Mini-meds mandated in Massachusetts?

Massachusetts’ Commonwealth Health Insurance Connector is doing its best to ensure the availability of affordable, high-quality health plans. For young adults, they’ve opted for an enhanced version of the existing student health plans, which have been mandated for almost 20 years. The plans are cheap: as low as $119 per month without drug coverage.

There’s a catch, though. The plans have annual coverage caps of $50,000 or $100,000. That’s higher than the $25,000 to $50,000 caps of the student plans, but it won’t take a seriously ill young adult (or their premature baby) to run up a bigger bill than that in Beantown.

Patricia Walrath, co-chair of the Legislature’s Health Care Financing Committee told the Boston Globe:

We thought this was one place where we could be a little experimental, because they are a very low-risk population.

But the Access Project thinks differently and issued a report critical of the plans. Plan co-author Stephen D’Amato says:

[T]he main purpose of insurance is to protect people in those rare instances when you have huge costs. Allowing these caps is duplicating a mistake that was made nearly 20 years ago. It’s going to destroy some lives

In a perfect world –or actually in any other OECD country– $119 per month would be enough to pay for comprehensive coverage for a young adult. Here, though, it isn’t. As a result, there’s a tradeoff between an affordable premium, coverage for routine services, and coverage for catastrophic costs.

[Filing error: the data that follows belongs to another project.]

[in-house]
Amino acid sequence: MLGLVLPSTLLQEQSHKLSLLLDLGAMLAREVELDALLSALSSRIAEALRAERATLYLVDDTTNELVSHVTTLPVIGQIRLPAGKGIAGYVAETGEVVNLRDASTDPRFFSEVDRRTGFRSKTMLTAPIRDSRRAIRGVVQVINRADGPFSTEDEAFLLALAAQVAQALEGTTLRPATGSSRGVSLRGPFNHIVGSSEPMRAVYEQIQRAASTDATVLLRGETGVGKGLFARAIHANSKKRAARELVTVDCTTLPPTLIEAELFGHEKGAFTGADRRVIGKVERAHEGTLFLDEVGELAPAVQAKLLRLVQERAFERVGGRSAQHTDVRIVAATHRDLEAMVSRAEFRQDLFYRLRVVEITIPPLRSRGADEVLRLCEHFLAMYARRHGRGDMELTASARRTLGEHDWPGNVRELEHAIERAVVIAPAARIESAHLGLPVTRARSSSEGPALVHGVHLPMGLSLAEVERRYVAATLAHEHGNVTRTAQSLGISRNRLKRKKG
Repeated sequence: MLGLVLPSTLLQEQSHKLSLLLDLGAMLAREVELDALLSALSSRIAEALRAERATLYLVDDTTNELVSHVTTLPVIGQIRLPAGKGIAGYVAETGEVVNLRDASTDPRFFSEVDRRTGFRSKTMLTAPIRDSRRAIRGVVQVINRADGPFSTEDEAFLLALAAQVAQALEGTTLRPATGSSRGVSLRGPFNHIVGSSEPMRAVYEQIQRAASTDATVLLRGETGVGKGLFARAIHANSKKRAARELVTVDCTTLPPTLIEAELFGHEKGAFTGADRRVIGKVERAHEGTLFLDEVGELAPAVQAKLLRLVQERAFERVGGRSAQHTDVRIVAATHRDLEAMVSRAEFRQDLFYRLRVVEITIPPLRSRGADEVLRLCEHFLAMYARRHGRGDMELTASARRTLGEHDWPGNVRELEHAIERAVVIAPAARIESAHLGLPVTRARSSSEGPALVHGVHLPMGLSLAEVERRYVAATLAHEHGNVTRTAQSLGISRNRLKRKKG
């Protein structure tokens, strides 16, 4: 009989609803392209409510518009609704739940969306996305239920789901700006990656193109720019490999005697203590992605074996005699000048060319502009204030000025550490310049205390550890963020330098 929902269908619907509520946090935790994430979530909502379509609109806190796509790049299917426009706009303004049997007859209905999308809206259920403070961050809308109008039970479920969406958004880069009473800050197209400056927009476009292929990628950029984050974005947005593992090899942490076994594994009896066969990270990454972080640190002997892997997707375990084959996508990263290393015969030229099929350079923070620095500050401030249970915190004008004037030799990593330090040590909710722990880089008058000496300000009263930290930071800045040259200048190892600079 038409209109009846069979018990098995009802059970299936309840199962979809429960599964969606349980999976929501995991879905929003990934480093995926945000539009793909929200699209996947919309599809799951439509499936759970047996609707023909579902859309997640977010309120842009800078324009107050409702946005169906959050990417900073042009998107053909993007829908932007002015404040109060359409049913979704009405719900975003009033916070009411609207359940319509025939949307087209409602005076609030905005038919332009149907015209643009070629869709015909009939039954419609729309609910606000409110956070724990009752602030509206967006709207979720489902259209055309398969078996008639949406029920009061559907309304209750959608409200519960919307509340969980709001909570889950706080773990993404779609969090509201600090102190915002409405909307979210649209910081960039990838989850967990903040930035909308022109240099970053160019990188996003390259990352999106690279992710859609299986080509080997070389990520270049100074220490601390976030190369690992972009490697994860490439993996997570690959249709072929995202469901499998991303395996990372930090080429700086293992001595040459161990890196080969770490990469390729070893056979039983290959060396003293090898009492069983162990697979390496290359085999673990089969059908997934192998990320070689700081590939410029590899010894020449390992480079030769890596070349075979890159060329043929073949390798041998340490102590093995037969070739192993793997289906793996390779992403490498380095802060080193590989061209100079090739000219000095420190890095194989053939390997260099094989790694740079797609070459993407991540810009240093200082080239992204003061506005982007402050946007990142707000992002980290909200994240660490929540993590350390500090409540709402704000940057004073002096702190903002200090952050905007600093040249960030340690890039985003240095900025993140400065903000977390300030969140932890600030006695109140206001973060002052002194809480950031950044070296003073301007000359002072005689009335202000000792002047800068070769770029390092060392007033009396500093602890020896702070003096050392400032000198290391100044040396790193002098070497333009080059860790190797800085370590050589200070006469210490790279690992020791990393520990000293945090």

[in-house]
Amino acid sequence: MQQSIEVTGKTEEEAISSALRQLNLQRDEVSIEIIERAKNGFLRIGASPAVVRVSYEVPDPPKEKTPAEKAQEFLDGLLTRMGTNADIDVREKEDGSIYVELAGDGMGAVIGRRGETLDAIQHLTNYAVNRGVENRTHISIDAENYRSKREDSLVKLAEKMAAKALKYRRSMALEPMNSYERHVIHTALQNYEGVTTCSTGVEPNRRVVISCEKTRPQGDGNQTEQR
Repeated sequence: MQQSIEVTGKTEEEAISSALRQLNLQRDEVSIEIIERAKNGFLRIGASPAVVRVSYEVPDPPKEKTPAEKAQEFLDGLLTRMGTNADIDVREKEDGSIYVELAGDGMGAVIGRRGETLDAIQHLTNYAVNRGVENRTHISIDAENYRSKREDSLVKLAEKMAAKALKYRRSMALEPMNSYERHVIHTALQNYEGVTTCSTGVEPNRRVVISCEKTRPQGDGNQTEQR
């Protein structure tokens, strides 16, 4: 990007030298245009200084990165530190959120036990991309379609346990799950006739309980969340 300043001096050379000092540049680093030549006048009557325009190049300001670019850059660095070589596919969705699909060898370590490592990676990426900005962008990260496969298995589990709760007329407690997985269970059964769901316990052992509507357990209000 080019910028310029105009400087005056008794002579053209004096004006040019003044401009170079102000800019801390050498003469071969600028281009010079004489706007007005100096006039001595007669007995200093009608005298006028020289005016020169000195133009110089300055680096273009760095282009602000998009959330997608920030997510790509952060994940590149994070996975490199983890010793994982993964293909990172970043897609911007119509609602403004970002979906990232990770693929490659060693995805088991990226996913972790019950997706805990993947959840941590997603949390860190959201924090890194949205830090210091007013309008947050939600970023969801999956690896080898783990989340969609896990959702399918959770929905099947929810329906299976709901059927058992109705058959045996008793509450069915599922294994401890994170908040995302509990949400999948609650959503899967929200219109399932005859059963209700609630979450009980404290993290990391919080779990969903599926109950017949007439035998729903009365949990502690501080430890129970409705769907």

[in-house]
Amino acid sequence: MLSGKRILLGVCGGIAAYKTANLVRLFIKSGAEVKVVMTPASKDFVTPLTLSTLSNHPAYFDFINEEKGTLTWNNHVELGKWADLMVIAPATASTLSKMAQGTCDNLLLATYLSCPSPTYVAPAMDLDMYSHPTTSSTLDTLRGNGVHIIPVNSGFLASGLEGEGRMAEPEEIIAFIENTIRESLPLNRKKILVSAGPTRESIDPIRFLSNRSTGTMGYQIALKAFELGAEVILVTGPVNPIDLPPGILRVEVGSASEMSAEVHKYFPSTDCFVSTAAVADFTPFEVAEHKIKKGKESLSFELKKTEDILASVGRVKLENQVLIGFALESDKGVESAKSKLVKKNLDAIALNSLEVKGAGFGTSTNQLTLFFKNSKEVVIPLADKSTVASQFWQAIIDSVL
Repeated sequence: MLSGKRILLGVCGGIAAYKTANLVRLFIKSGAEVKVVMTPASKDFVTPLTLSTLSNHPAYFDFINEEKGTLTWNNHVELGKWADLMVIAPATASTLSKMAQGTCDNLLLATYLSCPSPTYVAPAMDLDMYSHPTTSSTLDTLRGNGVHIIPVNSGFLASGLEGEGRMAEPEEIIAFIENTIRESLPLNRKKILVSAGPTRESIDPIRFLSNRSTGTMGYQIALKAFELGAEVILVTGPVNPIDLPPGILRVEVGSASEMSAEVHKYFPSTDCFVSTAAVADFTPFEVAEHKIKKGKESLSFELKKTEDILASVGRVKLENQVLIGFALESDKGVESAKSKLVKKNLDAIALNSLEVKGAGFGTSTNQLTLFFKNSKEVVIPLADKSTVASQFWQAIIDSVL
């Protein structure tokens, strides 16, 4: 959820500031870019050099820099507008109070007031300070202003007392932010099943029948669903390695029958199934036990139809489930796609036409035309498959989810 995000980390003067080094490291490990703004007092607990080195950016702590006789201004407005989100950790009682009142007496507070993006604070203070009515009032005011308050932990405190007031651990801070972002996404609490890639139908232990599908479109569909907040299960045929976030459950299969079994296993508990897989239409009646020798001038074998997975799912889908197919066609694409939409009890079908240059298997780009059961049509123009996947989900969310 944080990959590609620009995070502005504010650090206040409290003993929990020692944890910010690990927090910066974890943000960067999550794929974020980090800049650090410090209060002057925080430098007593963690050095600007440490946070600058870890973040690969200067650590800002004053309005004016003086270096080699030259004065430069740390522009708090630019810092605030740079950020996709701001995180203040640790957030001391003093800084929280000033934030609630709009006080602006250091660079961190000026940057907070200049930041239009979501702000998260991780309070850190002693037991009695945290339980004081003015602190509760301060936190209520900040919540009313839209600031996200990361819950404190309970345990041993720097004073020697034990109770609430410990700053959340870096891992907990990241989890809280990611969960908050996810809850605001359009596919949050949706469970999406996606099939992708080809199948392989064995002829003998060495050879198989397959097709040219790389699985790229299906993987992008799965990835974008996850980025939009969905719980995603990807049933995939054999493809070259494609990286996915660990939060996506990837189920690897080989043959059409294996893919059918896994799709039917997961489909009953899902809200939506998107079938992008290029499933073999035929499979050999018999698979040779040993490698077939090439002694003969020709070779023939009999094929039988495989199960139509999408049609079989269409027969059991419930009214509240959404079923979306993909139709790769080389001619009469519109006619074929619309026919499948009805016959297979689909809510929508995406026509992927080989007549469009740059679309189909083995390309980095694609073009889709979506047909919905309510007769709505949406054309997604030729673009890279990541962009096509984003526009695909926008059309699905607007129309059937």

I’ve written before about Mini-Meds –policies that offer limited coveraged, with caps much like these new Massachusetts plans. In some ways they are odious –almost the opposite of insurance– but they do provide access to the health care system and take away the worry of being saddled with $10,000 or $20,000 in medical debts. A debt like that can seem almost as catastrophic as a $1 million debt to people of limited income.

I don’t object to the capped plans for young adults. First, keeping the premiums somewhat reasonable will increase compliance with the mandate and increase the attractiveness of living in this state. Second, if debts get too high there’s always bankruptcy protection. Young adults have time to start over and since the hospitals will have such a high percentage of insured patients they should be able to suck up some of the losses without whining too much.

May 29, 2007

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